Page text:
However, we should not forget that there are scenes of kindness in the novel as well and also scenes of touching tenderness. Nelly relates such a scene of perfect filial love just before Mr Earnshaw’s death:
Miss Cathy had been sick, and that made her still; she leant against her father’s knee and Heathcliff was lying on the floor with his head in her lap. I remember the master, before he fell into a doze, stroking her bonny hair – it pleased him rarely to see her gentle – and saying – “Why can’st thou not always be a good lass, Cathy?” And she turned her face up to his, and laughed, and answered, “Why cannot you always be a good man, father?” But as soon as she saw him vexed again, she kissed his hand and said she would sing him to sleep.
There are other similar scenes, such as the description of Cathy and Hareton at their reading and this helps convince us that not all is bad or evil in human nature. Eventually, through Cathy and Hareton the images of love and books triumph in the final phase of reconciliation in the novel.
THE WINDOW SYMBOL IN WUTHERING HEIGHTS
The dominant symbol in Wuthering Heights is the window symbol, which is central to all the most intense moments in the lives of Catherine and Heathcliff. The ideas of ‘exposure’ and ‘enclosure’ are always associated with the use of the window symbol: for Lockwood, the window locks out the world of the spirit; for Heathcliff, it allows in the spirit of the wind; for Catherine, it reveals other worlds from which she is excluded.
Lockwood’s dream, after reading through Catherine’s diary, gives us the first insight into the Catherine/Heathcliff relationship. He is sleeping in Catherine’s oak closet and hearing the noise outside the window he is determined to stop it:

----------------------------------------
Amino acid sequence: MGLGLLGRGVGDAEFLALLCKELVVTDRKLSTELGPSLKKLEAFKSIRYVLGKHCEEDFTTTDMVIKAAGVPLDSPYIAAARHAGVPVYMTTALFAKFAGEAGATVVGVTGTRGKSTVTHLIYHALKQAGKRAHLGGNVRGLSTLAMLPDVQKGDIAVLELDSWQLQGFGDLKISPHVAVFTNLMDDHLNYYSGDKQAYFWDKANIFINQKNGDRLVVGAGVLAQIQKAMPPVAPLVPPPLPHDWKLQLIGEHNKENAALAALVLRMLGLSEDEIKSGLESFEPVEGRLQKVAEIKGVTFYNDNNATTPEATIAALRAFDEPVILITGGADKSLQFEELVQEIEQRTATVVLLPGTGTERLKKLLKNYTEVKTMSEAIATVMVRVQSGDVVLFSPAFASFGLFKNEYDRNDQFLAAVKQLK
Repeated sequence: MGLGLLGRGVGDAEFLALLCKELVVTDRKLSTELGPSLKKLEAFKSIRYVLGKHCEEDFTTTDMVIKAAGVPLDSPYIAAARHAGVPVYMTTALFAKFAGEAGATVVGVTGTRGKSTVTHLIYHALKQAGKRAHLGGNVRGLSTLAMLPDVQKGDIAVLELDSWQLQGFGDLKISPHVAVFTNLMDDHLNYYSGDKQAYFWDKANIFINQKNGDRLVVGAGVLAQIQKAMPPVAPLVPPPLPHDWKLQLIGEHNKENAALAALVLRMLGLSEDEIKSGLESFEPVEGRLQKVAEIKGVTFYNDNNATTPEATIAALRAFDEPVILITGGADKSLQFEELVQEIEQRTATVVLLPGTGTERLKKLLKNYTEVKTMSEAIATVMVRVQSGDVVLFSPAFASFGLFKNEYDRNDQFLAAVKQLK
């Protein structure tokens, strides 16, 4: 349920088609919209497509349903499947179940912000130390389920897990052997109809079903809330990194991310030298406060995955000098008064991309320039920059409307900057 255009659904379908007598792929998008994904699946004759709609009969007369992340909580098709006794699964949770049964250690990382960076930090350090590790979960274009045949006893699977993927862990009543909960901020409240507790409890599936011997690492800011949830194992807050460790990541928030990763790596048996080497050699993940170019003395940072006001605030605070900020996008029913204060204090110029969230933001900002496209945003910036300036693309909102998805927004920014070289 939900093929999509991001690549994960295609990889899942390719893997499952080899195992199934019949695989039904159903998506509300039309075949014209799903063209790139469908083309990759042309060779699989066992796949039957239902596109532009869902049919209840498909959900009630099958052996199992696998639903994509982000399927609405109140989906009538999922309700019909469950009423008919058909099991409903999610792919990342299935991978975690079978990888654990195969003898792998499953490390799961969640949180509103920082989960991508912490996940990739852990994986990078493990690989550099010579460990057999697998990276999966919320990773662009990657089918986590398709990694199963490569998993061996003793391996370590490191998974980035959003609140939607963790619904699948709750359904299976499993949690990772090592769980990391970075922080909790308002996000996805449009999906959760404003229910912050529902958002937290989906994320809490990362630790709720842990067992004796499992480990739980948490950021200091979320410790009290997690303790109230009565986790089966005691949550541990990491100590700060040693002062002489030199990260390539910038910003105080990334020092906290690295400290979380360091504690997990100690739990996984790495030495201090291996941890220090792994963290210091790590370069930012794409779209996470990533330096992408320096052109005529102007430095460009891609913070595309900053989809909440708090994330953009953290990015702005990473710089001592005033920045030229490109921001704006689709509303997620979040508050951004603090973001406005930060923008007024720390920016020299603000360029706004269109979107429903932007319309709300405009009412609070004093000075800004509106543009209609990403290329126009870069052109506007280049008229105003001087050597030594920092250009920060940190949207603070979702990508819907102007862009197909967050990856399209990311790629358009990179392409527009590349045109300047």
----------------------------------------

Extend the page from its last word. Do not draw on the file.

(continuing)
“I must stop it nevertheless”, I muttered, knocking my knuckles through the glass, and stretching an arm out to seize the importunate branch; instead of which, my fingers closed on the fingers of a little ice-cold hand! The intense horror of nightmare came over me: I tried to draw back my arm, but the hand clung to it, and a most melancholy voice sobbed, “Let me in – let me in”. “Who are you?” I asked, struggling, meanwhile, to disengage myself. “Catherine Linton”, it replied shiveringly.
Catherine’s cry, “Let me in” indicates her desire to get from the ‘outside’ ‘in’, to return and be reunited with her human past. Lockwood piles up the books against the window to protect himself from the spirit in the wind and locks out darkness. Lockwood, the city slicker, the outsider, will not be disturbed. Heathcliff, on the other hand, calls to the wind: “Come in; come in” he sobbed “Cathy do come. Oh, do – once more”.